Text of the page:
Essays



Everybody’s Photography
by Edward M. Gomez

What’s old is new—again, as collectors like John Foster, with their connoisseurs’ passion for meaningful, time-worn objects, bring a decisive point of view and a sense of the thrill of the hunt to the still-evolving field of vernacular photography.

As they gather and codify their finds, collectors like Foster are creating a new category whose awkward-sounding label has been stretched to fit a rather diverse range of material. Technically, the kinds of images it denotes may date back to the earliest days of the medium of photography or they may have been made yesterday, with the most up-to-date digital cameras.



In practice, though, the kinds of photographs that collectors in this field tend to savor are older and usually have been abandoned or have already passed, inexplicably, from their creators and original owners, through innumerable, unknown hands, to the tchotchke-laden tables of yard sales and flea markets. There, when they’re lucky, scavengers like Foster just might spot a gem. (Sometimes referred to as “anonymous” photos, they are anonymous only because those who stumble upon them may never learn the identities of the people who created them.) The treasures such collectors are looking for—faded family snapshots; cast-off school or corporate-I.D. pictures; unknown group portraits of classmates, sports teams or clubs; routine news photos; photo-booth strips or miscellaneous, stock commercial fare—tend to be images that are indelibly marked by the passage of time.

As a collecting category, so-called vernacular photography is still defining itself—its subject matter, its aesthetic parameters, its affinities with and differences from other art forms. As a label, it is still trying to accommodate the wide-ranging body of material it describes.

Why “vernacular”? Like such better-known phenomena as vernacular architecture (New England barns, Southern houses with broad verandahs, adobe dwellings of the Southwest) or vernacular language (local dialects marked by distinctive accents, words and phrases), “vernacular photography” refers to something that is indigenous, primarily homemade (as opposed to imposed from outside or copied from an external source) and decidedly commonplace. It designates that which is common and familiar enough to have, in effect, become a recognizable, definitive form in its own right in a particular field, an enduring, generic form of creative expression that is as much a reflection of the culture of a specific people or place as it is a defining aspect of the cultural environment of a particular people and the region they call home.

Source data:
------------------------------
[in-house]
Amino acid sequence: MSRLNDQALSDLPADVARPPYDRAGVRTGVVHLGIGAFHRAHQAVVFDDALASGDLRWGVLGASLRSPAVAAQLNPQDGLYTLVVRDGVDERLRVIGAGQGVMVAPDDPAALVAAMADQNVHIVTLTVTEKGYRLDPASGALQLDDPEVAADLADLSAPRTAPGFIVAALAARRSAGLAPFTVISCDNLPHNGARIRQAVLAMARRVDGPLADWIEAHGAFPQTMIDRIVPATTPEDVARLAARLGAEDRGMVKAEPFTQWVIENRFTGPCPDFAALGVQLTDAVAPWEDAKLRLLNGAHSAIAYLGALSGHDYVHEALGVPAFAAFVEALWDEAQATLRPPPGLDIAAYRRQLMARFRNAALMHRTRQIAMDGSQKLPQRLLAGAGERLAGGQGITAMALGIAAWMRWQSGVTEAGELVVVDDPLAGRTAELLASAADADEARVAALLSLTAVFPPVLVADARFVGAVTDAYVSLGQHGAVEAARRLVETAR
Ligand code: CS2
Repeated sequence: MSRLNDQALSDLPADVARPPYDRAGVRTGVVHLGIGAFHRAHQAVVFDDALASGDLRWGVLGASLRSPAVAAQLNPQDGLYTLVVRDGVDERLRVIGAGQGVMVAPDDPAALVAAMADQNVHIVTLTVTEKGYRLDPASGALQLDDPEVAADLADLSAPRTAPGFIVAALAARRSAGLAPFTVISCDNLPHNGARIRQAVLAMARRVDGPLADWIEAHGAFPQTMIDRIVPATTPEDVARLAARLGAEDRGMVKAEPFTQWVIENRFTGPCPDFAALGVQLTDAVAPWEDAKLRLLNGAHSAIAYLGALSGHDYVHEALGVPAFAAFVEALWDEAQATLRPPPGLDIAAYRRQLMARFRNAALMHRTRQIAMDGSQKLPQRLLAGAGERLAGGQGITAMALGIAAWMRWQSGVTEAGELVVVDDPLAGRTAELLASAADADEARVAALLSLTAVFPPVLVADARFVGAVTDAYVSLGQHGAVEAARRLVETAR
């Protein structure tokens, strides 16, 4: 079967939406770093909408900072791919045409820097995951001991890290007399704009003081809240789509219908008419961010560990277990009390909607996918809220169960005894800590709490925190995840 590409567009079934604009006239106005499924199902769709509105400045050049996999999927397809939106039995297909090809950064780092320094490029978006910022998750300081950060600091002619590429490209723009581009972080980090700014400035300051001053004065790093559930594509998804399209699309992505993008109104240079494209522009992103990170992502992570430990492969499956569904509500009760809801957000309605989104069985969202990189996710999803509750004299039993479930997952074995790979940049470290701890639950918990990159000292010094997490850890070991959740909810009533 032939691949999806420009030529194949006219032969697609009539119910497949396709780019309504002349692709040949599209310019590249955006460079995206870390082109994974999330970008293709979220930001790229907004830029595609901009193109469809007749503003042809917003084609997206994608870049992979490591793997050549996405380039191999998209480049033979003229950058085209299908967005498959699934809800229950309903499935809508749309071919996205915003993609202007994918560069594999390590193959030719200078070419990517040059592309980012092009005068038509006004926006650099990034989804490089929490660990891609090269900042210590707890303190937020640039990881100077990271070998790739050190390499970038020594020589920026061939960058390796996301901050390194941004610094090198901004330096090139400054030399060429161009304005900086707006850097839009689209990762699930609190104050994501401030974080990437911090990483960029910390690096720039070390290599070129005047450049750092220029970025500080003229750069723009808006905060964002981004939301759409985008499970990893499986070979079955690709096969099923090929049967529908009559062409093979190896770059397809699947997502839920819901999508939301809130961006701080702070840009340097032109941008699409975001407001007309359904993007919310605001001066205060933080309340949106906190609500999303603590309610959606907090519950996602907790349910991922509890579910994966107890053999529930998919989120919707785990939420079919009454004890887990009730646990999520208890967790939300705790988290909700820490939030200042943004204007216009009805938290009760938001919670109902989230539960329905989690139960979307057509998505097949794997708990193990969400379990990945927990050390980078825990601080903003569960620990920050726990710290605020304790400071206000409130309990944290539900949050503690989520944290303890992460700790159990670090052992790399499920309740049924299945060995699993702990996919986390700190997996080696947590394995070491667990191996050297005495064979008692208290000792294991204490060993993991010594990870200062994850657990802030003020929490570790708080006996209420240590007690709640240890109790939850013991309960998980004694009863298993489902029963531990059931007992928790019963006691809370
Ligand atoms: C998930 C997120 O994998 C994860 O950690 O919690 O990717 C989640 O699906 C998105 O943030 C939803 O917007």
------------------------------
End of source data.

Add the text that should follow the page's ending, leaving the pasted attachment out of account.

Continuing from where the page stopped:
When it comes to vernacular photography, the place in question is conceptual, not necessarily physical or geographic. Here, “vernacular” refers to a locus of expression in the medium of photographic image-making that is, simultaneously, everywhere and nowhere; traditionally, that familiar “place” has been and is anywhere where anyone who has ever handled a camera, shooting a conventional kind of photo (like the family snapshots or other generic images listed above), has pointed his or her lens.

In this sense, “vernacular” photography isn’t “vernacular” because its makers intend it to be common or broadly familiar in form or thematic content to many people in many places, but rather because we out-of-the-loop viewers of such images (we who are not the end users for which such photographs are or were originally produced) say they are.

More precisely, “vernacular” photographs are not intrinsically generic; they may appear commonplace to us now but it is only over time that they become so recognizably familiar that we begin to see certain ones as emblematic of particular genres. That is because, being of different thematically, artistically or technically similar types (technically similar in terms of how they were generated, cropped or composed), their status as something inescapably familiar is reinforced and becomes more enduring (more traditional) the more frequently and the more widely they are produced.